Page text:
Computer scientists and IT engineers are increasingly looking to the human immune system as a model for preventing attacks by cyber-hackers. They hope that in the near future computers will be able to communicate among themselves, recognize threats, and be able to monitor their own health -- just like the cells inside our bodies.
"We want the machines to take a more active part in their own protection," said Bruce McConnell, senior counselor for cyber security at the U.S. Department of Homeland Security. "We want to use their brains to protect themselves, but always in the context of the policies of the system administrators and owners."
McConnell is co-author of a new DHS white paper, "Enabling Distributed Security in Cyberspace: Building a Healthy and Resilient Cyber Ecosystem with Automated Collective Action."
No, it's not the dawn of Skynet. But it may be a new way of looking at how computers can be protected, and at the broader questions of privacy versus security. McConnell and others point to a marked increase in cyber-threats from organized crime, terrorists, and nation-states looking for key military, financial and other classified intelligence.
The paper imagines a "healthy ecosystem" of computers that collaborate to fight threats, adapt rapidly, and identify and defeat problems. Right now, computers are not very good at catching things that they haven't seen before, McConnell said. In contrast, the human immune system has evolved to fight intruders that it doesn't recognize. "It says: "This is not me. Maybe I need to send something down there to take a look at it, and maybe quarantine it.'" McConnell said.
McConnell says a first step would be to get computers to recognize and react to threats automatically. "Right now it's manual," he said, meaning that a human manager has to contact another human manager via e-mail to warn of a virus or other threat. Ideally, that notification would be done instantly between machines at different government agencies.
Some experts are already working on this kind of interoperability on a small scale. One of the biggest obstacles in getting computers closer to working by themselves is figuring out a better way to authenticate interactions, according to Hart Rossman, vice president for cyber-security services at Science Applications International Corp (SAIC).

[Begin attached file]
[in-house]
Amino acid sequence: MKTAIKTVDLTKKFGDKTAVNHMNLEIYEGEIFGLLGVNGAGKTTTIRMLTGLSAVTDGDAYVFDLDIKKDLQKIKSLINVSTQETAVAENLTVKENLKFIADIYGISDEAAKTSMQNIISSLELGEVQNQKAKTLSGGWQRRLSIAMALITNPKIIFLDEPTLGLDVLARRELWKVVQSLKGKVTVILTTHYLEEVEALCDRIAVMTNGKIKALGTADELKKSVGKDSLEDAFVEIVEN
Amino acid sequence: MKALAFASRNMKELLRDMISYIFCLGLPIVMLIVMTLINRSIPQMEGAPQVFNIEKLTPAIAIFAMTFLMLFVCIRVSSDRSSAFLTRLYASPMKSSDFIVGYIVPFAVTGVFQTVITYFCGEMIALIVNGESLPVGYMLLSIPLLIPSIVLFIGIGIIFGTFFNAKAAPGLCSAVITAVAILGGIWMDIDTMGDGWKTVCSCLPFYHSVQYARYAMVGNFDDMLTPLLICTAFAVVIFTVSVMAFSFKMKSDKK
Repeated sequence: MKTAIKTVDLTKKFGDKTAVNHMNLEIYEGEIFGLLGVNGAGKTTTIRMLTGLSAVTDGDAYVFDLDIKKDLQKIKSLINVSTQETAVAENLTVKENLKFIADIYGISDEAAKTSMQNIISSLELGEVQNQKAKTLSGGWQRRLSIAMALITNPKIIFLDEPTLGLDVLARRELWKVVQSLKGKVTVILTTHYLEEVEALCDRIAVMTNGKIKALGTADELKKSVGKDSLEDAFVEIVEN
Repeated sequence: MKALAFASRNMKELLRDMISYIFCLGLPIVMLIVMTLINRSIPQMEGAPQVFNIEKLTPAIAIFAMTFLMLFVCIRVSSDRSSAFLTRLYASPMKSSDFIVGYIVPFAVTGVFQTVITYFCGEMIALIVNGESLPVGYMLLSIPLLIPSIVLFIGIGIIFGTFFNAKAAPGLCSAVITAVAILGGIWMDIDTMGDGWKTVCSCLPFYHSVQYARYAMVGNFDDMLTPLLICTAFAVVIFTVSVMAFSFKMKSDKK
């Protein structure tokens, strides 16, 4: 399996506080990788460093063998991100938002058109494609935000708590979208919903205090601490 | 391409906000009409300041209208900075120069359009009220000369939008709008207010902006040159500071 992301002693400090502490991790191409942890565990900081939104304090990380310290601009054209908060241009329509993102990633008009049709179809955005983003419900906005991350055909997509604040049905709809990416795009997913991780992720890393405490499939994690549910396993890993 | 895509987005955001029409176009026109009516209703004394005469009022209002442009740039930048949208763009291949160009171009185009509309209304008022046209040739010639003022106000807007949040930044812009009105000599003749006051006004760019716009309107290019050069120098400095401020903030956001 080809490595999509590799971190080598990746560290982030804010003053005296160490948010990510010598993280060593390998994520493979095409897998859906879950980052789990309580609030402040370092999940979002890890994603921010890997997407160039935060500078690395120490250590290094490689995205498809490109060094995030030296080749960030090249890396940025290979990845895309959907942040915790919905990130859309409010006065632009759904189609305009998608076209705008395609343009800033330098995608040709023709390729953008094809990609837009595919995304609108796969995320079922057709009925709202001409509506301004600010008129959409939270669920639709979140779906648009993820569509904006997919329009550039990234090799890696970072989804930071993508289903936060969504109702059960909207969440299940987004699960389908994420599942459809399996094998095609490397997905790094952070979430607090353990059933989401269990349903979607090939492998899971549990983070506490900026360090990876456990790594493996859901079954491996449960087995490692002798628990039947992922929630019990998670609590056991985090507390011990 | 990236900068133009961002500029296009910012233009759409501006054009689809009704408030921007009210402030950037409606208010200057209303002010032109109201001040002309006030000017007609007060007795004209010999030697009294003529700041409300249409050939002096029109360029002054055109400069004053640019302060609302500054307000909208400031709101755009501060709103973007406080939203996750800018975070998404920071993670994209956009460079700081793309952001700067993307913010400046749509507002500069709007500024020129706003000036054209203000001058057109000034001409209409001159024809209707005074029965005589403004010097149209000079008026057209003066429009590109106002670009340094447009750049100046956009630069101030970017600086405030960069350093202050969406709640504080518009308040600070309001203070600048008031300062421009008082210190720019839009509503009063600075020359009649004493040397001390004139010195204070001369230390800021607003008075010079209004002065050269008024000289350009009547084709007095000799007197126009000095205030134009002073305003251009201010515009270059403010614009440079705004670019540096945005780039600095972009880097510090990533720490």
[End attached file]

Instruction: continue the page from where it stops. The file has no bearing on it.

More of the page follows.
"Computers are limited by their programming," Rossman said. "If it doesn't model the known versus the unknown, they can't tell the self from the other."
Rossman says experts are looking at new models of "nature-inspired defense" as computer threats become a greater security problem for government agencies and a bigger cost to industry.
"The threat is growing," Rossman said. "There are more incidents and they are becoming more sophisticated. The latest buzzword is 'advanced persistent threats.' These are sufficiently advanced methods that are difficult to detect and take a long time to discern."
Rossman said the DHS paper is a positive response to threats that are on the rise, and is provoking discussion among cyber-security experts.
Another hurdle faced by computer experts in designing collaborative systems of either individual devices or networked computers is that of privacy. How much information should be shared in the name of security?
Angelos Stavros is a computer scientist at George Mason University. He says the more that computers share information in order to deter threats, the more individual privacy is reduced.
"Although we want the cell to be curable, we want it to have our private personality that cannot be wiped or automatically checked," Stavros said. "What is an attack? It is often in the eye of the beholder."